how long should I hold a property?

7 Replies

I am a new landlord - i bought the house next door and am in the process of renting it. I've had a couple fill out an application and i have done a background check and verified information. As far as I am concerned they are 'approved'. But they just informed me that they just signed a 60 day lease on their apartment and will be out of their lease the end of May. Previously they said they would be finished with their lease May 6.

What I think happened was that they messed up and did not give their 60 day notice that they were not going to resign a lease with the apartment building they are in (?).

Anyway - I have not sent them an approval letter yet because I don't know what to do.  Can you hold a property that long? and is it really a good idea to do that? and what would be a suggestion for how to deal with that?

I just don't know how to handle this.  This is an investment property for us (we are in our 60s) and it is right next door.  I have it listed on zillow and do have other inquiries.  sooooo :-)

If you are holding the property for them for any amount of time, before they move in, they are getting the same benefits as if they were moving in during that time period.  They're just not living there during that time period.

If they're not paying rent until they move in, they're getting the property for free...and you're losing money.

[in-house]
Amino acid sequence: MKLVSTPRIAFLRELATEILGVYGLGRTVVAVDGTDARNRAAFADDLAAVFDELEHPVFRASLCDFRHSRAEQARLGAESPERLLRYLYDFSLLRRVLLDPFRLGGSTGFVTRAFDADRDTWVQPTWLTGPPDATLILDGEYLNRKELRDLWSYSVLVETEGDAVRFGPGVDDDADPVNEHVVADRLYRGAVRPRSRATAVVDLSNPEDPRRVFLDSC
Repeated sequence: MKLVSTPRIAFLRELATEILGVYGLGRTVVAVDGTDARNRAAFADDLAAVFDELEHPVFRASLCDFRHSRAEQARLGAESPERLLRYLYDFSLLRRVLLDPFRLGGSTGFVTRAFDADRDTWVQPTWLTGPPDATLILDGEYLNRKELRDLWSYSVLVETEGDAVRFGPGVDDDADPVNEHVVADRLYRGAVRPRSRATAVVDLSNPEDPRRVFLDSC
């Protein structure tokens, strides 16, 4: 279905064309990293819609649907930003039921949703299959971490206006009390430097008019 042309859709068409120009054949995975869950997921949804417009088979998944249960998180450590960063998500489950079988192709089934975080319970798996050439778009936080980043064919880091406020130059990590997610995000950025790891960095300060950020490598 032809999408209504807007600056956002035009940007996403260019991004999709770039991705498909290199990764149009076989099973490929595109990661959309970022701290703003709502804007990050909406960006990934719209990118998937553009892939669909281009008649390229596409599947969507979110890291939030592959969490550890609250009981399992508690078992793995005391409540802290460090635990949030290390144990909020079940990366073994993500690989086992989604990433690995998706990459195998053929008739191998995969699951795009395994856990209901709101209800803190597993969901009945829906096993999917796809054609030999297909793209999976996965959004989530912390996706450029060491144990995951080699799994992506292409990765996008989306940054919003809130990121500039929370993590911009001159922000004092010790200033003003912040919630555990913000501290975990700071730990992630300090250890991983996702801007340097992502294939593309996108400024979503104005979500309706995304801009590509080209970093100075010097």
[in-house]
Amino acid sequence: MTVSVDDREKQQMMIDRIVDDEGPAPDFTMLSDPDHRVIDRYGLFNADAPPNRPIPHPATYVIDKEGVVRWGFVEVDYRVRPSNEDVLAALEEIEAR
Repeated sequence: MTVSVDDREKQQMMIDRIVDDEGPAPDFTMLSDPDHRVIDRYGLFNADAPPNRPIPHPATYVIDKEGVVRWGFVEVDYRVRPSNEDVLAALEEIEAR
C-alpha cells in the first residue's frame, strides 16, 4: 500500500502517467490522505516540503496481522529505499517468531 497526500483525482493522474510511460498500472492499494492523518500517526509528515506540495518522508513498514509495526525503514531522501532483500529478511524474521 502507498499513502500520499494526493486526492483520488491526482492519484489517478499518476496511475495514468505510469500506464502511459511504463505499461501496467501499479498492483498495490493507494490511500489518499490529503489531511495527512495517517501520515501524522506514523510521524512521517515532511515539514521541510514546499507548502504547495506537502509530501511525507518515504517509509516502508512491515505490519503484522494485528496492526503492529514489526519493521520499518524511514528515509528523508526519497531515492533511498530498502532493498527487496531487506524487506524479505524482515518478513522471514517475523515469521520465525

Either charge them rent during those months before they move in, or keep their names on file, and tell them to call you when they're ready to sign a lease...and start paying rent.  Until then, the house is still on the market.

In other words, don't let a tenant tie up a house, unless they pay for the right to do so.

Think of it this way , you make reservations for dinner for 6 pm . Will the restaurant keep that table open till 7 pm if you are running late ?    


You would essentially throw away two months of rent and utilities to hold it for them? That makes no sense unless they are the world's greatest tenants and you'll make up for it down the road.

My policy is very clear: I will hold a rental vacant for no more than two weeks. If they need to wait two months before they move in then they will have to pay rent early or find another rental.

The only time I will deviate is if they are absolutely perfect applicants and I am desperate for a renter.

I would not, I would give them the option pay the rent for the month it is being held. If they are willing to do so then so be it, if not move on and find someone else qualified if you are getting a stream of applications. There is no sense to eat the money on YOUR investment. 

Completely agree with @Nathan G. - two week holds are a good standard to maintain. 

Another strategy to consider might be increasing the monthly rent if you elect to hold the unit vacant for a longer period. For example, your initial asking rent is $1,000 with a lease date two weeks from today. If you find the 'perfect' tenants who want to move-in 30 days from today, then ask for $1,050/month. If delivered/communicated properly, the tenants will understand and you'll increase your lease rent basis for years to come.